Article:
For the second straight year, I attended the South By Southwest Interactive (SXSWi) festival. This trip was much different than the last for many reasons.
- Last year, I must admit, the main goal was getting my name out there so I could find a position doing more SXSW-y type things. This year, I’ve got that gig. I was there to network, learn, and spread the word about our product, BatchBook.
- Last year, I dragged my laptop and camera everywhere, blogging like crazy. This year, I carried an iPhone.
- Last year, I blogged 16,657 words in 29 blog posts. This year, I took a few notes in the Notes app on the iPhone.
- Last year, I went to a panel at every time slot. This year, I realized better things happen when you skip panels sometimes.
- Last year, I went alone. This year, I had Michelle from BatchBlue with me.
- Last year, I tried to plan everything I was going to do. This year, I let Twitter dictate it at night.
There weren’t a ton of memorable panels, to be honest. These stood out:
Nick Finck’s The Contextual Web gave me some good ideas for things I could do on BatchBook, especially if we start optimizing for iPhone/mobile. I went to the Henry Jenkins Keynote because of the urging of my friend Kate from PatientsLikeMe. The talk was amazingly thought-provoking and probably should have a post of it’s very own. Jason Fried’s 10 Things We’ve Learned at 37signals was a reinforcement of a lot of things we’ve already heard on his blog, but it was nice to hear it all in one package.
Social Design Strategies (Joshua Porter, Chris Messina, Daniel Burka, and Todd Sieling) was one of five panels I was considering going to. It was a good choice. I was particularly interested in Todd talking about the “gardners” ma.gnolia uses to control spam accounts. I don’t use ma.gnolia enough… probably should. Kathy Sierra, of course, was fantastic in Tools for Enchantment: 20 Ways to Woo Users. The online downside was the remember that we don’t get her incredible blog posts anymore.
Again, seven panels at one time that I wanted to see. Who won? Self Replicating Awesomeness: The Marketing of No Marketing Brian Oberkirch was supposed to moderate this, but unfortunately he couldn’t make it. But the panel still featured Dave Parmet, Hugh MacLeod, Tara Hunt, Jeremiah Owyang, Chris Heuer, and Deb Schultz. The only complaint is that there were so many great minds on the panel that it could have gone on for at least a couple hours. Portable Social Networks was another one that really could get it’s own post. Jeremy Keith is a moderation master and his panel included Chris Messina, Leslie Chicoine, Joseph Smarr, and David Recordon.
A Few of My Favorite Things… and People
We hung out with a lot of great people at SXSW. It was great to spend time with folks like Kate Brigham and Joshua Porter again, but one person I had never hung out with before was John Eckman. By then end of the trip, we were playing shuffleboard with John. Best moment? Michelle’s amazing 5-spot on her final shot against John:
I had met Matt Gillooly of Providence-based Public Display before, but… never really got to know him. Some of his pre-SXSW Twitters clued me in on what was to come (things like wondering if the sharpie on his arms from the night before would be a problem with airport security).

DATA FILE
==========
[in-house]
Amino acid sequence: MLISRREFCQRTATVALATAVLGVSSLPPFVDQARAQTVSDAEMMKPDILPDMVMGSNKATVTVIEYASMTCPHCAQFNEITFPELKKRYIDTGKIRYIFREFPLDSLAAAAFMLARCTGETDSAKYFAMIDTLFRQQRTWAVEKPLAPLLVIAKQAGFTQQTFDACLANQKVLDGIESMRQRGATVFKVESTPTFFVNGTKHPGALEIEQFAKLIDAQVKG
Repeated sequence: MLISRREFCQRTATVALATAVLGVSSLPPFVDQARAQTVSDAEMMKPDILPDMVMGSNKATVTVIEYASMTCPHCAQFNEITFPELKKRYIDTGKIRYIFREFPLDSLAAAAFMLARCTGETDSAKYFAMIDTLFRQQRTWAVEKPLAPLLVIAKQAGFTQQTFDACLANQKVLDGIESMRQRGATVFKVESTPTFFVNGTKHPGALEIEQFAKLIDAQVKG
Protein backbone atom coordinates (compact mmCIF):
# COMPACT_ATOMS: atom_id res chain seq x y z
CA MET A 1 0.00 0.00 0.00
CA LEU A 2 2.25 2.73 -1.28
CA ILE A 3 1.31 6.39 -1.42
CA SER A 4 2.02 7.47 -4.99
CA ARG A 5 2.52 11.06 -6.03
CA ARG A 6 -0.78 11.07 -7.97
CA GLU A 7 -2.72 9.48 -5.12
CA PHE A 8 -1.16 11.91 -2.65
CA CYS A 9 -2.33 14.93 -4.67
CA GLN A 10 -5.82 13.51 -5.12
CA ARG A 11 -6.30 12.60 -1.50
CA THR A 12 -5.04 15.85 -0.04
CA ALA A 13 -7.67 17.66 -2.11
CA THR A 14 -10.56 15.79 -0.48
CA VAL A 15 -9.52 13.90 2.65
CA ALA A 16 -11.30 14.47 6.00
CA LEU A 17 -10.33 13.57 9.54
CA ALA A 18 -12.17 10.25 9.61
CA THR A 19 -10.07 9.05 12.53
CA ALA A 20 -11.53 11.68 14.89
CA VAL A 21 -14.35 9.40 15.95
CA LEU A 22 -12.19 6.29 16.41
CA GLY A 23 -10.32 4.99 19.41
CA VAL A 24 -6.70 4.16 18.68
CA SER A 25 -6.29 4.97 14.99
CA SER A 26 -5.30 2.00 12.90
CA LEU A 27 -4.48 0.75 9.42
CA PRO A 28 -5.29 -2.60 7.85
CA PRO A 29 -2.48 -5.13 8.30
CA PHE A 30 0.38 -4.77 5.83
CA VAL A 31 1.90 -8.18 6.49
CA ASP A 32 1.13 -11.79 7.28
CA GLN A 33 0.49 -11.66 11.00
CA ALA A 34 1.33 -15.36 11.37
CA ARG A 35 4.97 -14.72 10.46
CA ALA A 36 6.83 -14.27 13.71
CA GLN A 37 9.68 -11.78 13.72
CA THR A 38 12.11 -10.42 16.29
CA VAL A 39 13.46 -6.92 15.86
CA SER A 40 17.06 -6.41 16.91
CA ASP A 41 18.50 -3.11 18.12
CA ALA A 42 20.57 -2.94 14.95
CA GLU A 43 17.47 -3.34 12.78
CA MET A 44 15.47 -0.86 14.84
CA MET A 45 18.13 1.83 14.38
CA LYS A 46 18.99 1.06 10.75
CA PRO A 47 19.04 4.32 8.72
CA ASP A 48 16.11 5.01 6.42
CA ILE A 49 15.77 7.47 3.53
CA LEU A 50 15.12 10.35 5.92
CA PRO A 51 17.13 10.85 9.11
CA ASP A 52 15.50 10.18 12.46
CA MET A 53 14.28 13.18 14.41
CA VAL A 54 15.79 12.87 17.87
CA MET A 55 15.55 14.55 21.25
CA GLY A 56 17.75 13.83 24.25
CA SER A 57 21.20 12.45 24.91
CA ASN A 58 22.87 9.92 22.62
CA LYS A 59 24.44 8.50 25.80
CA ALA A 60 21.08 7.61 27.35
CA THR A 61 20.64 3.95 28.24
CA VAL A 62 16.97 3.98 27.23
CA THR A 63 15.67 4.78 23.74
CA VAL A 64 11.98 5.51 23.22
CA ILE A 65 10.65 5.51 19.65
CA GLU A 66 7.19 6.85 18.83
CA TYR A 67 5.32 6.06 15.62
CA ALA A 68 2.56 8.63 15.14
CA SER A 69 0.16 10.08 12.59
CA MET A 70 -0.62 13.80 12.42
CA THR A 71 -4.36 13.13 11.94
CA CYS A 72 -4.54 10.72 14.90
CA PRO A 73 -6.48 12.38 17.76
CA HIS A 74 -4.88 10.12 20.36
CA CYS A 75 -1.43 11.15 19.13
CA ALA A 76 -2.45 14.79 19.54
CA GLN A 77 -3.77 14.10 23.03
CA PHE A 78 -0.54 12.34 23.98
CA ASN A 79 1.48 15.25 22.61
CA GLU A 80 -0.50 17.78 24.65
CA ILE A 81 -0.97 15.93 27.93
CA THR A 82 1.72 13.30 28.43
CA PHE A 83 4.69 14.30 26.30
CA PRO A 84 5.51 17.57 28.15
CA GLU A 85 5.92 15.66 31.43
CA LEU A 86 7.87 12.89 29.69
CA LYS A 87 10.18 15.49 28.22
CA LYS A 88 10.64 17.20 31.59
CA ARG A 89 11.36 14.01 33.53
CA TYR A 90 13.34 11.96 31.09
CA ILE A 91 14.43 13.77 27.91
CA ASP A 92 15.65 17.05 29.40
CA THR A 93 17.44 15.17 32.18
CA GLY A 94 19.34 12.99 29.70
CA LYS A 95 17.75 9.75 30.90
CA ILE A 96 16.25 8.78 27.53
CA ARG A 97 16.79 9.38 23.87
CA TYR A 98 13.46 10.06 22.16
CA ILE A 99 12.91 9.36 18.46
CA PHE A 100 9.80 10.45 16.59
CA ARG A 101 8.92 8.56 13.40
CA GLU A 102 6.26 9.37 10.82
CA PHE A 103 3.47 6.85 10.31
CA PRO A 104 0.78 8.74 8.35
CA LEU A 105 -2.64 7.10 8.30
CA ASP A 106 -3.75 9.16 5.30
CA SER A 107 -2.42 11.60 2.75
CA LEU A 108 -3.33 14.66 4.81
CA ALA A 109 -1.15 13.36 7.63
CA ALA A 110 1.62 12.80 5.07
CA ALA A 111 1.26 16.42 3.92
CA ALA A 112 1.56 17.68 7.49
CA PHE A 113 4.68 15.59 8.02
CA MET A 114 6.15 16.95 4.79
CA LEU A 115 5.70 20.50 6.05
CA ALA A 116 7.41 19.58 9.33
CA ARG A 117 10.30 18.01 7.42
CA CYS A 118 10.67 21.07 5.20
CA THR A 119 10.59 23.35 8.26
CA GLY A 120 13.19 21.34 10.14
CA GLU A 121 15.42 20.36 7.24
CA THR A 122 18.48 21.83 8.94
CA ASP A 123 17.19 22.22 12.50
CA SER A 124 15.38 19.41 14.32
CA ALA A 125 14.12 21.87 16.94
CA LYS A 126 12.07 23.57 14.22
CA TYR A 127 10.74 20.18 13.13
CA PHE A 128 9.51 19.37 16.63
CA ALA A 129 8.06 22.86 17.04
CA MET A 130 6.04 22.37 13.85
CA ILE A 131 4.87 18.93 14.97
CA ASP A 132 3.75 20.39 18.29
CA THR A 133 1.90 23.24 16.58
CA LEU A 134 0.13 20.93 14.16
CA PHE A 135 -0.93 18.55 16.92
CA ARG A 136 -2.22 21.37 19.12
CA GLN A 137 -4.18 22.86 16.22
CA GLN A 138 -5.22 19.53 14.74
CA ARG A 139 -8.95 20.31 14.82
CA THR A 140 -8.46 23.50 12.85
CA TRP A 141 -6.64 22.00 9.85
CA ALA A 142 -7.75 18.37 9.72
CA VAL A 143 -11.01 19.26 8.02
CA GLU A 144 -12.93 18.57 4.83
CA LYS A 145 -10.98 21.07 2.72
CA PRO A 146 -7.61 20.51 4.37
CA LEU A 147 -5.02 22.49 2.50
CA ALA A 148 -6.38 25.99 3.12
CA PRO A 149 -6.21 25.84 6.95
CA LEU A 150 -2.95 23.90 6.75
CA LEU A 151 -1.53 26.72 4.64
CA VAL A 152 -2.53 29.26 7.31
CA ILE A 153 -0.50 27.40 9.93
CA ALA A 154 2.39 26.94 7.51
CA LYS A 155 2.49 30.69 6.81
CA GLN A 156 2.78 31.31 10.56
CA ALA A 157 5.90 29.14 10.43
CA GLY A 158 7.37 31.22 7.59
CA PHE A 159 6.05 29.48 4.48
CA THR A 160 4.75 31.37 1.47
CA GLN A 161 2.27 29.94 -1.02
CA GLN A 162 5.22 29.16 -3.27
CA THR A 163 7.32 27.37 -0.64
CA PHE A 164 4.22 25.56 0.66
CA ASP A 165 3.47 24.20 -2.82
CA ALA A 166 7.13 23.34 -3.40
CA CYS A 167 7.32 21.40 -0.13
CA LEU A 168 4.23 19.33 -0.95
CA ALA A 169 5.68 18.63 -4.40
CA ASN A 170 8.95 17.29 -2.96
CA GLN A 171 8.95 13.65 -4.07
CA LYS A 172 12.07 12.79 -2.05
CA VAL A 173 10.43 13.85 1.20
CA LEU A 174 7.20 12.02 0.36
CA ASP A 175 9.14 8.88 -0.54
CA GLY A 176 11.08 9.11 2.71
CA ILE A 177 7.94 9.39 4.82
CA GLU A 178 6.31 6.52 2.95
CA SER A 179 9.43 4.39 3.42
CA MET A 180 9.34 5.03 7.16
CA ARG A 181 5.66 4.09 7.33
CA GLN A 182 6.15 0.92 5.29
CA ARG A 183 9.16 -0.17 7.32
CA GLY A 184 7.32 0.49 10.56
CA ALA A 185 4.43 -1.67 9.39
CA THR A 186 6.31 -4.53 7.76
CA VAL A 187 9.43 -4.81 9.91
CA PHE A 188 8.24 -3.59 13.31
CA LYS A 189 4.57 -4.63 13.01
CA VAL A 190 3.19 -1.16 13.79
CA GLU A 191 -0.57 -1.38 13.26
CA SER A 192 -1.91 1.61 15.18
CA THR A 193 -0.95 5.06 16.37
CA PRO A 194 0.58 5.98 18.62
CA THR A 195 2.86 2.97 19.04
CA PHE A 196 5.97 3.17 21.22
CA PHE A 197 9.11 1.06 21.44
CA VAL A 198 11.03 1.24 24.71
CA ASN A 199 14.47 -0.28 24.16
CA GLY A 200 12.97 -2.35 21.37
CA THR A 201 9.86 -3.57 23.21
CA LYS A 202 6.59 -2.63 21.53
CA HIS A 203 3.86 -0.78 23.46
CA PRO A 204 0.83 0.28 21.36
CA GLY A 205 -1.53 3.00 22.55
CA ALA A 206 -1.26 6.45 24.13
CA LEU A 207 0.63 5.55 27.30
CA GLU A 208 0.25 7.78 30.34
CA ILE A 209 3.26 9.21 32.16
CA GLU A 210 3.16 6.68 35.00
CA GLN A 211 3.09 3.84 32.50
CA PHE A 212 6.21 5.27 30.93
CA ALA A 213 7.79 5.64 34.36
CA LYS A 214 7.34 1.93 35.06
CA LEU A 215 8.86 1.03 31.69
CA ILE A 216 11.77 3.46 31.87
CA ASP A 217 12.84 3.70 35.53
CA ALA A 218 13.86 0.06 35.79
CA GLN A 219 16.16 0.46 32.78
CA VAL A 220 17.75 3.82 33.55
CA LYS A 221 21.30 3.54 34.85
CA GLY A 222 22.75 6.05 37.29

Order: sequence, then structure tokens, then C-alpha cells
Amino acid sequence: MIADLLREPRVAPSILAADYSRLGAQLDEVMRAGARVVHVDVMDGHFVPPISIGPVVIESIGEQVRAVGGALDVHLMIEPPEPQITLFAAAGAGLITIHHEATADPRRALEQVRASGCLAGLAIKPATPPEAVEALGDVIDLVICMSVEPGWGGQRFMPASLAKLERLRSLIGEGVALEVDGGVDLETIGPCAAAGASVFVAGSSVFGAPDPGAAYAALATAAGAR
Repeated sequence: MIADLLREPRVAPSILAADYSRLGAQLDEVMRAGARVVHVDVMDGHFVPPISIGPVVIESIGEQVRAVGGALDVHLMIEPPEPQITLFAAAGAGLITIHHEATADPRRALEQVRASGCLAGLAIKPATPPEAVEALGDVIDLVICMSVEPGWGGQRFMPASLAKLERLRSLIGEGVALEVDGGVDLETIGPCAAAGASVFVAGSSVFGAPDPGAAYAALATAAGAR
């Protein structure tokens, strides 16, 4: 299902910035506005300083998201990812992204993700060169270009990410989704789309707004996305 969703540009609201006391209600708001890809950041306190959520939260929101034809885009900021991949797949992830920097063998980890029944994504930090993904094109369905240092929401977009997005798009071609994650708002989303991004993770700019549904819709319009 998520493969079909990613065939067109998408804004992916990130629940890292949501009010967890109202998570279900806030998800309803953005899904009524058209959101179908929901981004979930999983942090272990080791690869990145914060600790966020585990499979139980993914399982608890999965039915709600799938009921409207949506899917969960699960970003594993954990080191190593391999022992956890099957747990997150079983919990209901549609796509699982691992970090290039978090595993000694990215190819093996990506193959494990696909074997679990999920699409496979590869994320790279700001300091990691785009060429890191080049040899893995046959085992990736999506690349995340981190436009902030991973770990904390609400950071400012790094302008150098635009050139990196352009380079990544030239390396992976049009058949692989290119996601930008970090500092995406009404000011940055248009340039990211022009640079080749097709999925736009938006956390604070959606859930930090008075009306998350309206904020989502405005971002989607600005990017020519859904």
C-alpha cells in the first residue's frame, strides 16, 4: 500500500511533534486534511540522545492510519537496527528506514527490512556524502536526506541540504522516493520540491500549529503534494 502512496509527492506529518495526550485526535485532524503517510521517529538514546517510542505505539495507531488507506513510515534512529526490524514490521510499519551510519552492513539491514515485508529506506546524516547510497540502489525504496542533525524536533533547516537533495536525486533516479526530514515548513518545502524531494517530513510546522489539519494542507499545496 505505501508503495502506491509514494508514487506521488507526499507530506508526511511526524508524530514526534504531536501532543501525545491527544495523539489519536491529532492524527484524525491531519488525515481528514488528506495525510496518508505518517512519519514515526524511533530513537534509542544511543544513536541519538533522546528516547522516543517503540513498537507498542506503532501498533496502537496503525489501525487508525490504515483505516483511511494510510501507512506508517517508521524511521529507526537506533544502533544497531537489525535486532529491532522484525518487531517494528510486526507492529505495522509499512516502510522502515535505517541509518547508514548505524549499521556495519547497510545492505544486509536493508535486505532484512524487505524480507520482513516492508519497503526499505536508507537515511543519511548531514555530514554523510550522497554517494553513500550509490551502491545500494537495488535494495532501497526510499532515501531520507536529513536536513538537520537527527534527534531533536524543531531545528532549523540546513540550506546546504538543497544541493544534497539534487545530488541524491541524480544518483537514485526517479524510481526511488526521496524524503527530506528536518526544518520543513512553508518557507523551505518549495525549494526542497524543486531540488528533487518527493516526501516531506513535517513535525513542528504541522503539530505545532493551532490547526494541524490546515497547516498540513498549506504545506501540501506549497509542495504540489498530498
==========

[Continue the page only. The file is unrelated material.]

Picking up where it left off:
The dude didn’t disappoint, and I come back from Austin a total Gillooly fanboy. The dude knows how to rock. Not only that, the dude knows how to work under pressure. You see, he was at SXSW to show off his product, FuseCal. They were going with a relatively lo-fi booth anyway, but then Delta went ahead and lost everything they had, including business cards.
But Matt ripped up sheets of notebook paper and wrote “email@example.com”, asking attendees to email that address so they could be mailed a real business card. The booth design (seen in a video shot by Michelle below) actually won them an official “Fanciest Booth” award from SXSW.
Many people were asking as SXSW approached… “What will be this year’s Twitter?” The answer was easy: Twitter, again.
SXSW ran on Twitter. The audience revolted using Twitter. Meetups were planned ad hoc using Twitter. Party arrangements were made using Twitter.
Even Michelle started using Twitter.
Three cool things about Twitter this week:
- We never had to plan what we were doing at night. We just checked Twitter to see what might get the most bang for the buck.
- I had never met Kara Soluri before, but we’re Twitter friends. Turns out, we were in the same panel. So we Twittered where we each were sitting and met after the panel ended.
- We didn’t get to meet Dave Seah at the recent Newburyport meetup we attended, but the first evening in Austin he Twittered that he was in the hotel lobby checking email. Just so happened to be our hotel. So, we went downstairs and said hi.
From Hard Rock to Storytelling
There’s karaoke, then there’s karaoke with a live band. Karaoke Apocalypse played at the end of BarCampAustin (shortly before we got there) and simply rocked. It was here that Chris Brogan and Pistachio (two well-known Boston bloggers) completely stole the show. Ewan Spence was the M.C. and that Scot rocked like no other.
At the other side of the spectrum, Fray had a storytelling event. It was an open mic for personal stories. Again, Ewan was there. He told an amazing personal story… he writes about it, so I’ll let him explain it.
I already blogged about meeting Ira Kaplan. That still hasn’t quite sunk in. I did actually meet two rock stars. One of them just happens to be a techie NOW. But back in the day, I was a HUGE Orbit fan. I met frontman Jeff Robbins.
The Final Word
It was a very inspiring trip, again. I gotta thank BatchBlue again for sending us. I know I’ll be going next year—I’ll be going every year. In fact, I’m already planning to submit a panel…